This past Saturday (3/1) the midtown campus of Western Connecticut State University (WestConn/WCSU) in Danbury was bustling as hundreds of gardeners, farmers and sustainability advocates gathered together for the Connecticut Northeast Organic Farming Association (CT NOFA) 32nd annual Winter Conference.
The winter conference is the largest food, agriculture and sustainability conference in the state. In fact, there were over 900 people in attendance.
CT's largest food-related conference
The day was filled with workshops for beginning gardeners all the way up to experienced farmers.
In between "classes," there were over 70 vendors and exhibitors featuring local food, crafts, books and sustainability initiatives.
Many local eateries, one "farmer philosopher"
Connecticut restaurants and chefs served a lunch using local, sustainable and organic ingredients.
Lunch providers included Danbury's own Stanziato's Wood Fired Pizza and Kibberia, as well as area favorites like Barcelona, Le Farm/ The Whelk, Bar Sugo, Sugar & Olives, The Cake Box, Swoon, Wave Hill Breads and Green Leaf Organic Bakery.
The "farmer philosopher" Fred Kirschenmann delivered the keynote speech entitled "Tomorrow's Farmer & You."
Kirschenmann is a Distinguished Fellow for the Leopold Center for Sustainable Agriculture at Iowa State University and President of Stone Barns Center for Food and Agriculture in Pocantico Hills, NY. He also owns a 2600-acre biodynamic farm in North Dakota.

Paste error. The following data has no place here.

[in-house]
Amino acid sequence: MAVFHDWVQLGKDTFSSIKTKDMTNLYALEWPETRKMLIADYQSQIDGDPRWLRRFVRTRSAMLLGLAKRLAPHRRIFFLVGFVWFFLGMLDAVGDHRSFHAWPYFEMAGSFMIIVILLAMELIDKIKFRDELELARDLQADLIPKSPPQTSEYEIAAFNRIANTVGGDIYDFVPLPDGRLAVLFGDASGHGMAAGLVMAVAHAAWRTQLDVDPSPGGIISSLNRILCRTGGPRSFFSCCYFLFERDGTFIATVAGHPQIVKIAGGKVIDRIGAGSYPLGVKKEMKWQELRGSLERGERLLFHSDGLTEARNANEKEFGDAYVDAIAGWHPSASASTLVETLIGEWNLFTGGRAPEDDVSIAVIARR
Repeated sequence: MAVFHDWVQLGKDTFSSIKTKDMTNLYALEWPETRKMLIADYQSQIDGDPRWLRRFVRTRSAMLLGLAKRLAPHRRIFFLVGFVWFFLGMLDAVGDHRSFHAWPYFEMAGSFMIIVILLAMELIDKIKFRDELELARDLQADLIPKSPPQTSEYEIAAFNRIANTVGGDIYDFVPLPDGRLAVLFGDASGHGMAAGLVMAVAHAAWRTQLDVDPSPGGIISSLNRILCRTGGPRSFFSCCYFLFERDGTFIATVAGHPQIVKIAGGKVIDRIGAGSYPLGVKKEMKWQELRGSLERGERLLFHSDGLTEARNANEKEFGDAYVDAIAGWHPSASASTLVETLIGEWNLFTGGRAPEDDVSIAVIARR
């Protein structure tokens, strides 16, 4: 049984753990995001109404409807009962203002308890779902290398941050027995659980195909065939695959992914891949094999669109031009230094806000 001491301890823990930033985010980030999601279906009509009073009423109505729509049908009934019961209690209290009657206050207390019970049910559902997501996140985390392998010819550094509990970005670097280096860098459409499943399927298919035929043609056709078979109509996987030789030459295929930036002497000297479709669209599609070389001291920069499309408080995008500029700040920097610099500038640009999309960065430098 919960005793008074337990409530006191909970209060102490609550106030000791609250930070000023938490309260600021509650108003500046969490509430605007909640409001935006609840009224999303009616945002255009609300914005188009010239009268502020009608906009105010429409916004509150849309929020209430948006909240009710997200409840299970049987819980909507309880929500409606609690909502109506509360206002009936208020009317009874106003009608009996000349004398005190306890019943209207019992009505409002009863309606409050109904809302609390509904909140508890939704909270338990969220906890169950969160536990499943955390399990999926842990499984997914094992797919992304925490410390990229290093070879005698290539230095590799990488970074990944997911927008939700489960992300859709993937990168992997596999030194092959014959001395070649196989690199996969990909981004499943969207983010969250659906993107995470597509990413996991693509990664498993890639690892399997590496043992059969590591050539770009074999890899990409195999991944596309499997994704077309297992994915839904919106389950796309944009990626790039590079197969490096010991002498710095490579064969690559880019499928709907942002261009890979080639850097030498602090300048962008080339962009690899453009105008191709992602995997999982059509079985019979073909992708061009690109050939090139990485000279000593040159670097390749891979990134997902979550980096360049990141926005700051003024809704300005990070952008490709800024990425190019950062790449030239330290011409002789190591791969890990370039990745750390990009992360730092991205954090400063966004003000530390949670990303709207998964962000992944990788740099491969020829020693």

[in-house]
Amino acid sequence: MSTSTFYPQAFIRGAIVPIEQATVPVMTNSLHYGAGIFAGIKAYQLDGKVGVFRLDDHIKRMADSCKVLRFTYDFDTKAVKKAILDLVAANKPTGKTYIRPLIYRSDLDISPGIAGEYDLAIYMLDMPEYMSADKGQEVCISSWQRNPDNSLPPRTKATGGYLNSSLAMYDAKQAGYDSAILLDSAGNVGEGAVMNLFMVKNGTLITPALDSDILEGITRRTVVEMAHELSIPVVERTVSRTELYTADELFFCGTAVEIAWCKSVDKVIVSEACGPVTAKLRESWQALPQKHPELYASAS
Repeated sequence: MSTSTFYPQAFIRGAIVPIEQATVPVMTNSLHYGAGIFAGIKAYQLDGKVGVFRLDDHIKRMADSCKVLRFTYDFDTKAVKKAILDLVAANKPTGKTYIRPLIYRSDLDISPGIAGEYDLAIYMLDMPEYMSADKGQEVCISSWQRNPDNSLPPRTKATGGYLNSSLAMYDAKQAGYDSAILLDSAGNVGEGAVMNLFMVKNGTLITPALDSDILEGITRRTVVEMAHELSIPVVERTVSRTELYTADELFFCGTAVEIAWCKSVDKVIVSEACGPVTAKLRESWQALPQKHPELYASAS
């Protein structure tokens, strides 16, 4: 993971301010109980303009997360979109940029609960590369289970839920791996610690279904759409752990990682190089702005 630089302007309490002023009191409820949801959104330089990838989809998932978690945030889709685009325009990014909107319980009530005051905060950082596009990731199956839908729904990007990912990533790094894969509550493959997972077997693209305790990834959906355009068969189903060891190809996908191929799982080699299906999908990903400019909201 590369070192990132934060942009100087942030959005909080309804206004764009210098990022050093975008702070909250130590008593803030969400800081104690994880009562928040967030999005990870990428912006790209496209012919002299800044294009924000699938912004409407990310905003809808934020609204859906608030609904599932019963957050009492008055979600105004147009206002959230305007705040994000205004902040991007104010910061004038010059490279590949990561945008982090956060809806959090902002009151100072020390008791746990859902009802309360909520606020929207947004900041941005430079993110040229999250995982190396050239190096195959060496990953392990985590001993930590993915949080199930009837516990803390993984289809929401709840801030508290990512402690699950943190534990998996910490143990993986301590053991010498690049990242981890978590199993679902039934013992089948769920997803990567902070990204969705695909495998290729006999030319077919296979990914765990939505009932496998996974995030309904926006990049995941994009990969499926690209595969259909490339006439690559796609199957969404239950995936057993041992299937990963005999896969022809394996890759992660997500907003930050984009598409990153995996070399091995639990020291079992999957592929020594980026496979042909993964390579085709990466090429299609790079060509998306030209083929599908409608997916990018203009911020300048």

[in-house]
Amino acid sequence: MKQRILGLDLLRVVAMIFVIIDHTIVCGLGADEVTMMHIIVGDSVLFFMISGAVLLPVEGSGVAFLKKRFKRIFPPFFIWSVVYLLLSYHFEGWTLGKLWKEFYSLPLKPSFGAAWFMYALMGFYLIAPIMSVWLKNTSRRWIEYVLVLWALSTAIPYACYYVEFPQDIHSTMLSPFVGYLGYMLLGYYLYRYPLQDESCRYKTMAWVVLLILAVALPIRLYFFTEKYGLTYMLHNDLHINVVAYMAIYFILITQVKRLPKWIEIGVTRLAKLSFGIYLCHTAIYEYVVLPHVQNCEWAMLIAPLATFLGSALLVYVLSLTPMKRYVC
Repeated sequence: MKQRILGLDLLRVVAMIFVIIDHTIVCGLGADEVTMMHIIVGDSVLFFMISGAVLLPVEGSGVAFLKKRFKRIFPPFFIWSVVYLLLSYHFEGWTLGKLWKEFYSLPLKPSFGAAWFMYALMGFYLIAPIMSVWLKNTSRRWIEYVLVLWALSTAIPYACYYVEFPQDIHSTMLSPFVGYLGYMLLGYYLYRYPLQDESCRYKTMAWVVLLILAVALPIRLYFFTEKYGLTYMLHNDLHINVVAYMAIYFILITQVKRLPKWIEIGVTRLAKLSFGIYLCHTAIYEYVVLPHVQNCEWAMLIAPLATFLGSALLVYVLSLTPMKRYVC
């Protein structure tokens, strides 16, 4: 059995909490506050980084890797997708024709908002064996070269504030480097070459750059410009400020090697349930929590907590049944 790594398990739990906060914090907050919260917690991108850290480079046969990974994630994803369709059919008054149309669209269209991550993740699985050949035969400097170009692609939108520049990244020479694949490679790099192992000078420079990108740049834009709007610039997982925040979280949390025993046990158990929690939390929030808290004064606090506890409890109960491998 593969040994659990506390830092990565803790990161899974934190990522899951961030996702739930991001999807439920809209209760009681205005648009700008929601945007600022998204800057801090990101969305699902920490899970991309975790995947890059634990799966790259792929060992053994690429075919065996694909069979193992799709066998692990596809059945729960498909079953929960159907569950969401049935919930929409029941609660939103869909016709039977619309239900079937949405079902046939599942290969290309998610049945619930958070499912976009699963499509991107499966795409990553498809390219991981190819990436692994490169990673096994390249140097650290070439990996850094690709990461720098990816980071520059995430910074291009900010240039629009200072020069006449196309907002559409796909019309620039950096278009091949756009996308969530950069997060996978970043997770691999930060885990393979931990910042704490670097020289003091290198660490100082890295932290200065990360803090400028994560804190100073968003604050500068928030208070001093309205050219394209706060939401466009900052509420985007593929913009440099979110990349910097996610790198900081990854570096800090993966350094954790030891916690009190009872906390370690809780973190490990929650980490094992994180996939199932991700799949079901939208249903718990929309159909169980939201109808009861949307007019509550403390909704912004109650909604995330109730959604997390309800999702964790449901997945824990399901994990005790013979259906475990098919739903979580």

The end of cheap energy
Kirschenmann's talk discussed the challenges facing agriculture, some of which are already beginning to surface, including the end of cheap energy, limited natural resources, decreasing access to water, climate change as well as an aging farmer population.
He pointed out that it's not just up to our farmers; consumers have a role to play in the future of agriculture too.
Think of food as a relationship, not a thing
These challenges, according to Kirschenmann, should be seen as an opportunity to energize us all and find alternative ways of doing things. He said we need to transition from the thinking of "food as a thing" to "food as a relationship."
The proliferation of farmer's markets and CSAs (community supported agriculture) as well as financially strong co-op brands like Organic Valley are just two examples of a shift in the paradigm.
There is also promising work going on in the agriculture world to improve soil, restore biodiversity and foster new, younger farmers.
Whether sitting in a workshop, listening to the keynote speech or just enjoying lunch, there was a contagious sense of community and passion at this event.
If you'd like to learn more about CT NOFA and how you can become involved, visit them online at www.ctnofa.org